Missy Conway, Conway Real Estate. (Courtesy Photo)

By Megan Sayles, AFRO Business Writer,
Report for America Corps Member,
msayles@afro.com

Before opening her Baltimore boutique real estate brokerage, Missy Conway was an actuary for an insurance company. 

Born in Trinidad and Tobago, she came to the U.S. in 1995 to attend Temple University for actuarial science, but she moved to the Baltimore area after graduation. 

Conway found that working for Corporate America didn’t allow for a healthy balance between her professional and personal life, so she decided to get her real estate license in 2004. 

Several years later, she opened Conway Real Estate as an independent brokerage, not tied to any national real estate franchises or chains. Since its inception, the firm has accomplished over $230 million in sales, and this year, it’s celebrating its 10th anniversary. 

“It’s a smaller brokerage, and because of that, we are very hands-on, and I’m very heavily involved in all of the agents and their transactions,” said Conway. “As far as a consumer would go, it’s a very different feel than working with some of the larger, big-box brokerages.” 

Conway Real Estate works with buyers and sellers and strives to provide a hyper-personalized experience to each client. It also offers a luxury flat fee program, which bestows commission savings to clients without jeopardizing service quality or successful outcomes.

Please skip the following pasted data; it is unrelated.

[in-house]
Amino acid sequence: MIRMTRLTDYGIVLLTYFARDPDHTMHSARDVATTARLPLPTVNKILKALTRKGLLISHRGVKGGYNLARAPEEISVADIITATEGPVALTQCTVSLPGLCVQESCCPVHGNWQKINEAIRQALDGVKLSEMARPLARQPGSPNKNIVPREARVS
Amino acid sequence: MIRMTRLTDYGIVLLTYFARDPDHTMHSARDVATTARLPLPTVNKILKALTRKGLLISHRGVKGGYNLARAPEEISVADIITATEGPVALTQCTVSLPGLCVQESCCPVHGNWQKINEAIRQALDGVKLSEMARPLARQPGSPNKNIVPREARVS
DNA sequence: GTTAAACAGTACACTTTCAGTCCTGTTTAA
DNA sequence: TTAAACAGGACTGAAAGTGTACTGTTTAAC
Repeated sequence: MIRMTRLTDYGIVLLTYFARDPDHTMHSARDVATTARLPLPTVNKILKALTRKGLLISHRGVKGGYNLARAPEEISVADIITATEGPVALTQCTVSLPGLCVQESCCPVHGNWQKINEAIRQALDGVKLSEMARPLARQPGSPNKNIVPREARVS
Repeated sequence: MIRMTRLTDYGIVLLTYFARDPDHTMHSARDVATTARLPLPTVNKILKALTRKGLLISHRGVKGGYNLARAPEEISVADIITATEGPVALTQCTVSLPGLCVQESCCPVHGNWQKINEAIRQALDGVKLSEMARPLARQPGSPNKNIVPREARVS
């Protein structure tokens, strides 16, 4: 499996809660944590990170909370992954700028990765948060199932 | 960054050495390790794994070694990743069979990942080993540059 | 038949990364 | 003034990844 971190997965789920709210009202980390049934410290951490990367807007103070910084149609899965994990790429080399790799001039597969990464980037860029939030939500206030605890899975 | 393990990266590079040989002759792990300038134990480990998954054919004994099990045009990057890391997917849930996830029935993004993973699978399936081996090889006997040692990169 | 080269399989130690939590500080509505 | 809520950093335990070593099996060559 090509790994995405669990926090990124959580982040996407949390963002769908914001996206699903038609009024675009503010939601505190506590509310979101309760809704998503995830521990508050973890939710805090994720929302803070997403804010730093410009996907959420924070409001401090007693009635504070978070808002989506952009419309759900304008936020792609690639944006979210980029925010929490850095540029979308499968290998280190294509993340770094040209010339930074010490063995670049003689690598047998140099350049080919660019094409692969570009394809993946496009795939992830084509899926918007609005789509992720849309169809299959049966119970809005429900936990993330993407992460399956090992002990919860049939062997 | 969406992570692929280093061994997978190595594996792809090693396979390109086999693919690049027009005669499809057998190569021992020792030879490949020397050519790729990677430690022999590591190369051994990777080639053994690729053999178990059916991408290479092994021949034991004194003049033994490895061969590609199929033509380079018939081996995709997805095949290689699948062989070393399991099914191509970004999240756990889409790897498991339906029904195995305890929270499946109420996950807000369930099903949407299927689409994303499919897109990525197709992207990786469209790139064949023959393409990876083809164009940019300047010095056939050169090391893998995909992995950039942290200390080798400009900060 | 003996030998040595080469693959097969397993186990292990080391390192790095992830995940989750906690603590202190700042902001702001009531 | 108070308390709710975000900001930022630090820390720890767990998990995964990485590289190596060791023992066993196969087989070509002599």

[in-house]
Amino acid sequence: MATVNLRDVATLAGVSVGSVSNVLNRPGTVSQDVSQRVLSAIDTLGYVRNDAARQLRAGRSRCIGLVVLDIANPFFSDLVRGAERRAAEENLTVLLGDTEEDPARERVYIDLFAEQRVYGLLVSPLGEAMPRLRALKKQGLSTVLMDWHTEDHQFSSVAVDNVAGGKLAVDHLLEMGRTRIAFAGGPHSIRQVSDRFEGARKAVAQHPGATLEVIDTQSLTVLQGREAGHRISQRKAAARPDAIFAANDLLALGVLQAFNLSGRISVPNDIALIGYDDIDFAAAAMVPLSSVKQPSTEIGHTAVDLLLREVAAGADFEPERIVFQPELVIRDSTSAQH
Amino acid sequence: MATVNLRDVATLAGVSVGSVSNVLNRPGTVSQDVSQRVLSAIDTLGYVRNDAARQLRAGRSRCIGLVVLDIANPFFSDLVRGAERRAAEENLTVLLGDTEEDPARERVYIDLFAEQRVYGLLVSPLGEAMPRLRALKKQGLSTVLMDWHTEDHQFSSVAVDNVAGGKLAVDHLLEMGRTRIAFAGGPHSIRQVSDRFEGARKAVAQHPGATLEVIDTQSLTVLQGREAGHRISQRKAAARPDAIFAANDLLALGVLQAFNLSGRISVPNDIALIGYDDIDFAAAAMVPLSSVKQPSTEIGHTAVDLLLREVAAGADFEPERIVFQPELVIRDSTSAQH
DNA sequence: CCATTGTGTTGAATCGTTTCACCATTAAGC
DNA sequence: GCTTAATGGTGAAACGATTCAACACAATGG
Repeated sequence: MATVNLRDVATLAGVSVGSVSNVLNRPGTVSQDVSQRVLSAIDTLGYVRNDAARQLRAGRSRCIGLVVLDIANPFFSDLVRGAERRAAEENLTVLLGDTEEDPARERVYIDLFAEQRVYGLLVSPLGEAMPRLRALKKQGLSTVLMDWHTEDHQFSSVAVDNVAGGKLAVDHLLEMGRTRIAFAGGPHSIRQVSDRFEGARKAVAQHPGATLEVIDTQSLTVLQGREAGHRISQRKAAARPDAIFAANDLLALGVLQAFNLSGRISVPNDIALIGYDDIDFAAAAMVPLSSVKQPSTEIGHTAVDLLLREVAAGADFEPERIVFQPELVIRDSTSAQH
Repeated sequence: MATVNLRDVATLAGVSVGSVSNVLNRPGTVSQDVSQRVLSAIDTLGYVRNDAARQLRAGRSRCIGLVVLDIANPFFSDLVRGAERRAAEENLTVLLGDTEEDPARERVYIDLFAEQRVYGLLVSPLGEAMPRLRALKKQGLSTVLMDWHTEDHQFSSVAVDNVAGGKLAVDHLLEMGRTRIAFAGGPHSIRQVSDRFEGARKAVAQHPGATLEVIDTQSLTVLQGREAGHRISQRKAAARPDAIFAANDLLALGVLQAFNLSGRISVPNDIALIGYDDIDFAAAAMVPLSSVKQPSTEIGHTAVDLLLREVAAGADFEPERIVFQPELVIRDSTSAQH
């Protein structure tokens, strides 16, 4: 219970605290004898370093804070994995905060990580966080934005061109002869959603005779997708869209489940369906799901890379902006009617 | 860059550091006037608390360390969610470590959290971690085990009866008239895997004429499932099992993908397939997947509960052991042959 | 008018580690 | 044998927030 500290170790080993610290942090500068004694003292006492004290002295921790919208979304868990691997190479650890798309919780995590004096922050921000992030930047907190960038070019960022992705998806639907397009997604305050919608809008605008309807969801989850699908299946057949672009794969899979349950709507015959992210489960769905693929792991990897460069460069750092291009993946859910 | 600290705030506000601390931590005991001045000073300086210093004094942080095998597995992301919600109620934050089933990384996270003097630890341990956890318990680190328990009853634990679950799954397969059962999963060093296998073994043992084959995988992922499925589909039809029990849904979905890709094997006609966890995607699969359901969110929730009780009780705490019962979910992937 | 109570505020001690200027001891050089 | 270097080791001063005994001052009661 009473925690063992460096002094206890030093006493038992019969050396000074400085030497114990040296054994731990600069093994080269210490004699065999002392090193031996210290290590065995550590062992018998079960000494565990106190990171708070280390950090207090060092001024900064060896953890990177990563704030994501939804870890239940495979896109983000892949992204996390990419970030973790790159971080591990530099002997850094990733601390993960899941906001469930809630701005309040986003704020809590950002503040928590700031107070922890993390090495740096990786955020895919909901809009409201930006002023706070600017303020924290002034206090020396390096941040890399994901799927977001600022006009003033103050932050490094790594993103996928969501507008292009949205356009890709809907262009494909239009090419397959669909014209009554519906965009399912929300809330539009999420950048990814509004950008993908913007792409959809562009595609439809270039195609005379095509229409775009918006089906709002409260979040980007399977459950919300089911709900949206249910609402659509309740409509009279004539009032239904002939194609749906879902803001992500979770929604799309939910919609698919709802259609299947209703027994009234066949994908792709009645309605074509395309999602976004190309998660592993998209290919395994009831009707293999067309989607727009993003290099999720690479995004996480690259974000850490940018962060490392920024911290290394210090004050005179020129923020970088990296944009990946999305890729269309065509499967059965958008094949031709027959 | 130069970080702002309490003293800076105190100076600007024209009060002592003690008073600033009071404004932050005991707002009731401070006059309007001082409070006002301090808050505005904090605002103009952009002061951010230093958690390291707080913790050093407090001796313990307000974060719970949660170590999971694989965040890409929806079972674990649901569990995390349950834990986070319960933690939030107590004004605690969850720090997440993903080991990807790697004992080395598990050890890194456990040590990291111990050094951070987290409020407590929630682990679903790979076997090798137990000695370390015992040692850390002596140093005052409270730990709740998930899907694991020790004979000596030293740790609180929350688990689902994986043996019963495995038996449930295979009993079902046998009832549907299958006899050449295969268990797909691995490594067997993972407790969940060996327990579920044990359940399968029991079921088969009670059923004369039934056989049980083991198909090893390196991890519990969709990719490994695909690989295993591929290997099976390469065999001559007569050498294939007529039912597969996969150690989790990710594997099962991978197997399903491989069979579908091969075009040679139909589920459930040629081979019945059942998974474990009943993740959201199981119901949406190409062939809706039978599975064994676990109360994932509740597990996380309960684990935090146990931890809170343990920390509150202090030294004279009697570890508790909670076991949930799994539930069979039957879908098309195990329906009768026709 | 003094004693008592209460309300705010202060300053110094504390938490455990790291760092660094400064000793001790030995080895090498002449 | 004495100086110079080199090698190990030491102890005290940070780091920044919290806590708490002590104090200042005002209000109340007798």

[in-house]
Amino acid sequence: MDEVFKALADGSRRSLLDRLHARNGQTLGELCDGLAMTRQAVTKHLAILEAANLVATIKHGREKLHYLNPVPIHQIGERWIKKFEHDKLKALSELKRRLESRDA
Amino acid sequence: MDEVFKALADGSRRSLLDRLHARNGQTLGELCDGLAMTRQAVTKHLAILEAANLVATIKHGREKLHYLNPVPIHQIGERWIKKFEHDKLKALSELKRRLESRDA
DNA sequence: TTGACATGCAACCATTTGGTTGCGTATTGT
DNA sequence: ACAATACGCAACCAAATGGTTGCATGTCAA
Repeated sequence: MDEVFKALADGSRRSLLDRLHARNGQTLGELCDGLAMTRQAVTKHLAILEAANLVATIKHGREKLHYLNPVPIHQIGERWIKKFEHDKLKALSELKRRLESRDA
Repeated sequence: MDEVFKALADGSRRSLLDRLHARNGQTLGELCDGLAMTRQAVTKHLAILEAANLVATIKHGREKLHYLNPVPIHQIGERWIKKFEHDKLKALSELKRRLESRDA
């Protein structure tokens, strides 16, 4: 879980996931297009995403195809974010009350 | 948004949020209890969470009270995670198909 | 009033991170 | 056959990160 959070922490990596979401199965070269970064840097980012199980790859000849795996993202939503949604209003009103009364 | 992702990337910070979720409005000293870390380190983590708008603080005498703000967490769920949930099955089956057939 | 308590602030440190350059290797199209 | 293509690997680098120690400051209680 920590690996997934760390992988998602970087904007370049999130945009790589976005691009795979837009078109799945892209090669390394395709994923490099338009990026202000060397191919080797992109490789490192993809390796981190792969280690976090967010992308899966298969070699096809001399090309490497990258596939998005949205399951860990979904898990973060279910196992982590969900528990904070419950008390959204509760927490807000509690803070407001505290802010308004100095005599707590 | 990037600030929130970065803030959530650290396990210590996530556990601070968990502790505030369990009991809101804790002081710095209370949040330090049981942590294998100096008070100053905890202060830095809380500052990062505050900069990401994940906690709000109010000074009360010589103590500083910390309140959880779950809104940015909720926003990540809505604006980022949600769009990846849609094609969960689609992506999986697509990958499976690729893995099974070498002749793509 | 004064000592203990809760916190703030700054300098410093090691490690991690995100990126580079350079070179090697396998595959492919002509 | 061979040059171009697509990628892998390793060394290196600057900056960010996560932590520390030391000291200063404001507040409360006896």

When asked about the barriers Black Americans face to homeownership, Conway said the question was like a dagger to her heart. For her, there are a myriad of conditions that prevent African Americans from becoming homeowners, but lack of knowledge is foremost. 

“A lot of times, African Americans just continue to do what they’ve always seen around them, which is not homeownership,” said Conway. “It’s almost like you know what you know and you do what you’ve always seen around you.” 

Conway said there is also a lack of access and resources for Black buyers, and in some cases, racial bias continues to influence mortgage rates and approval, home appraisal and the homebuying process as a whole. 

She’s seen many buyers lose out on a house just before closing because they didn’t know that they should apply for new credit or that they shouldn’t make large purchases.

With better education and access to knowledgeable lenders and realtors, Conway thinks African-American buyers can better prepare themselves for purchasing a home. They can also take advantage of the assistance, programs and grants available to them, especially if they are first-time home buyers. 

“You have to really, really become so disciplined as you embark on that journey to become a homeowner,” said Conway.

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